In addition, he said, deploying resources more strategically could help support students if the university had to shift to remote learning again.

“We have computer labs with old desktop machines, which are pretty useless in a situation like this,” Swanson explained. “I’ve suggested that when we replace those machines, we replace them with laptops that are locked into docking stations, so if something like this happens again, we can just turn keys and have a large number of laptops available that we can disseminate to students.”

For Elijah Scott, executive director of the Florida Academic Library Services Cooperative (FALSC), the most important takeaway has been understanding the toll an event like this takes on library staff — and finding ways to manage the stress they might be feeling.

One thing FALSC has done to support its employees’ need for emotional connection is to hold virtual coffee breaks two or three times a week. These are half-hour blocks of time where staff can join a web conference just to socialize at their leisure. “There’s no agenda, there are no set topics,” Scott said. “It really is just a check-in for people to say, ‘Hey, how’s everyone doing?’”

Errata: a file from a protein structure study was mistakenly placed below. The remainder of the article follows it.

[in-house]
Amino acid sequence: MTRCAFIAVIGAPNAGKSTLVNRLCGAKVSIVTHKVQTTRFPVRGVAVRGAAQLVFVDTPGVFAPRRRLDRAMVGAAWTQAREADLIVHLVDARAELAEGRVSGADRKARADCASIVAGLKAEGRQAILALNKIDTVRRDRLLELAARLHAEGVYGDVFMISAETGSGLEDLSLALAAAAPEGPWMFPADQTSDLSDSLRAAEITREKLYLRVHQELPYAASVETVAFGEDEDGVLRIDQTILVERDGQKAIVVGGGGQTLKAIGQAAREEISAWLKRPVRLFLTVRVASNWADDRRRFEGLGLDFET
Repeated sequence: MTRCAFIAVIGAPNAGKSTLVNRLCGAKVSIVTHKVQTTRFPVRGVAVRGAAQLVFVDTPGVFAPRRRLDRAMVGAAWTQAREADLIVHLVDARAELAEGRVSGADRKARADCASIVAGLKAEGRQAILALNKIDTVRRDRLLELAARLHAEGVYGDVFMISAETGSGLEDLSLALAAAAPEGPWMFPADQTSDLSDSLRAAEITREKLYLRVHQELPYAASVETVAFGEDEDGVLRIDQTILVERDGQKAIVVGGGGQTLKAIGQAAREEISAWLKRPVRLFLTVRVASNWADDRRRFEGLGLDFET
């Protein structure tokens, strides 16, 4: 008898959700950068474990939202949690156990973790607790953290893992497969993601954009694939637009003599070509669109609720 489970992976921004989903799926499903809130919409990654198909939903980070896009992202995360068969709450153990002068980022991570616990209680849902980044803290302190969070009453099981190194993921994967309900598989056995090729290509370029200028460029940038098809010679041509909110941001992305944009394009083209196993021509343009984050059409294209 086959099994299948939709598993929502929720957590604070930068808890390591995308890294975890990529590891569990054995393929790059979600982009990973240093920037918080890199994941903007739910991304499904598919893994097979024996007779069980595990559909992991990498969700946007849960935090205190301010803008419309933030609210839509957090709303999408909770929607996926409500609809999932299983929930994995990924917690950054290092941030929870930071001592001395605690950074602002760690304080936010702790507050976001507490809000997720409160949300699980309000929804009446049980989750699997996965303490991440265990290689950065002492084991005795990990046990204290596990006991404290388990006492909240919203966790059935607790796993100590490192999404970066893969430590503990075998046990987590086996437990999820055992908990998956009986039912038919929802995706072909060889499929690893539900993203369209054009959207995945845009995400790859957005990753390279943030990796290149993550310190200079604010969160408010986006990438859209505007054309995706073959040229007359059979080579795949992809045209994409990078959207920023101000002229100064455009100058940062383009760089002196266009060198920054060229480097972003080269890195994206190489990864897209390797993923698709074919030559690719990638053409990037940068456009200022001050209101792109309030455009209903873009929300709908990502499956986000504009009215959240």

How will campus libraries be different moving forward?

Webinar participants agreed that the shift to remote learning will have lasting implications for campus libraries moving forward.

“One of the upsides to all of this is that students and faculty are going to realize the online capabilities that libraries have been providing for some time,” Swanson said. In the future, he added, “I think we’re going to see more students taking advantage of these services.”

Librarians can build on this momentum by advocating for greater investment in digital content and services so their institutions are better prepared for remote learning in the future, participants agreed. With possible budget cuts looming as the economy heads into a recession, this advocacy will become even more significant.

“Communicating what the library does is always important, and certainly in times of upheaval,” Nitecki said. “Libraries must be able to clarify what among all they do is essential to the university’s mission — and we have to be able to communicate that well.”